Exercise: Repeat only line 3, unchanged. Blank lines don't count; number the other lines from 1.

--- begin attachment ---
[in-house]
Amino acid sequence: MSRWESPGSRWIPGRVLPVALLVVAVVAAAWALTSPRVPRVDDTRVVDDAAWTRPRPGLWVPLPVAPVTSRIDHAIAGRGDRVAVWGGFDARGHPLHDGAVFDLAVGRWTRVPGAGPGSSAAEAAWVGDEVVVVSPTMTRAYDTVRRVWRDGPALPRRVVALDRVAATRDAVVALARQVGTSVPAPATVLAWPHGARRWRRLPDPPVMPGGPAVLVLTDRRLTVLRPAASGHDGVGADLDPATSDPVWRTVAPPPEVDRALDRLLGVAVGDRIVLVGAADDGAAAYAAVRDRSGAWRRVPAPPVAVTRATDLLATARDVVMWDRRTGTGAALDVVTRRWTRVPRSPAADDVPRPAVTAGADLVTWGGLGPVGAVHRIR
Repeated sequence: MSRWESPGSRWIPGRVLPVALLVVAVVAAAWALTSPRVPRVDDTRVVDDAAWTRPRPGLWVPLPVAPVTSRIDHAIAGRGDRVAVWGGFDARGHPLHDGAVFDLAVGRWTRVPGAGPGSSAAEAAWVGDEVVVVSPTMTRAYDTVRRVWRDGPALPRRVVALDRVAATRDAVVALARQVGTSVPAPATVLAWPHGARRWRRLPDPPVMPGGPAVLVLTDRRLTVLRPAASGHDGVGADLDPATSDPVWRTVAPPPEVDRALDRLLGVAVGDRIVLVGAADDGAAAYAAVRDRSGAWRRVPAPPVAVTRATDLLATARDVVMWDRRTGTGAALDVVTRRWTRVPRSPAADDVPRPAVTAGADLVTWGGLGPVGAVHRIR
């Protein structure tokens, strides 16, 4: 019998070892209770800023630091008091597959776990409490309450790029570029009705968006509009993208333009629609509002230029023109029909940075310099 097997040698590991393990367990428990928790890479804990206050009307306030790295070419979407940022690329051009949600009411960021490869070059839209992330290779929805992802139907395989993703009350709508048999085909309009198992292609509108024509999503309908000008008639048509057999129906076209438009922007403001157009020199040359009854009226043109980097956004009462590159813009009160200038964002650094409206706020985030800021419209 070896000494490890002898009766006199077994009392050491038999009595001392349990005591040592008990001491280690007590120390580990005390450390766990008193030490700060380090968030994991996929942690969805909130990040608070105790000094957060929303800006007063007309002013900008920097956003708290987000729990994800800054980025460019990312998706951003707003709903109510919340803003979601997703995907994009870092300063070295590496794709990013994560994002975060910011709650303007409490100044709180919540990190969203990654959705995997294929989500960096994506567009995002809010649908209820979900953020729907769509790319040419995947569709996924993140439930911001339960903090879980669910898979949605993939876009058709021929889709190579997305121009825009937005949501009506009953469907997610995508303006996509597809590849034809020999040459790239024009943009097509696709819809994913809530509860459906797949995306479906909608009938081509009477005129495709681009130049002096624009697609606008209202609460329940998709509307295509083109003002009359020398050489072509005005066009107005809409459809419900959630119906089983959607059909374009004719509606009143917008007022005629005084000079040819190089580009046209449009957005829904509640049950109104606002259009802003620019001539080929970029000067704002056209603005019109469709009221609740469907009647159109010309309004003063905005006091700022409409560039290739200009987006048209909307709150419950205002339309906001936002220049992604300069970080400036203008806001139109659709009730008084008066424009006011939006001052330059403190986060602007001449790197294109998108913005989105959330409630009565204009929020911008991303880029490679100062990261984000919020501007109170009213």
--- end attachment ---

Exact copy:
Repeated sequence: MSRWESPGSRWIPGRVLPVALLVVAVVAAAWALTSPRVPRVDDTRVVDDAAWTRPRPGLWVPLPVAPVTSRIDHAIAGRGDRVAVWGGFDARGHPLHDGAVFDLAVGRWTRVPGAGPGSSAAEAAWVGDEVVVVSPTMTRAYDTVRRVWRDGPALPRRVVALDRVAATRDAVVALARQVGTSVPAPATVLAWPHGARRWRRLPDPPVMPGGPAVLVLTDRRLTVLRPAASGHDGVGADLDPATSDPVWRTVAPPPEVDRALDRLLGVAVGDRIVLVGAADDGAAAYAAVRDRSGAWRRVPAPPVAVTRATDLLATARDVVMWDRRTGTGAALDVVTRRWTRVPRSPAADDVPRPAVTAGADLVTWGGLGPVGAVHRIR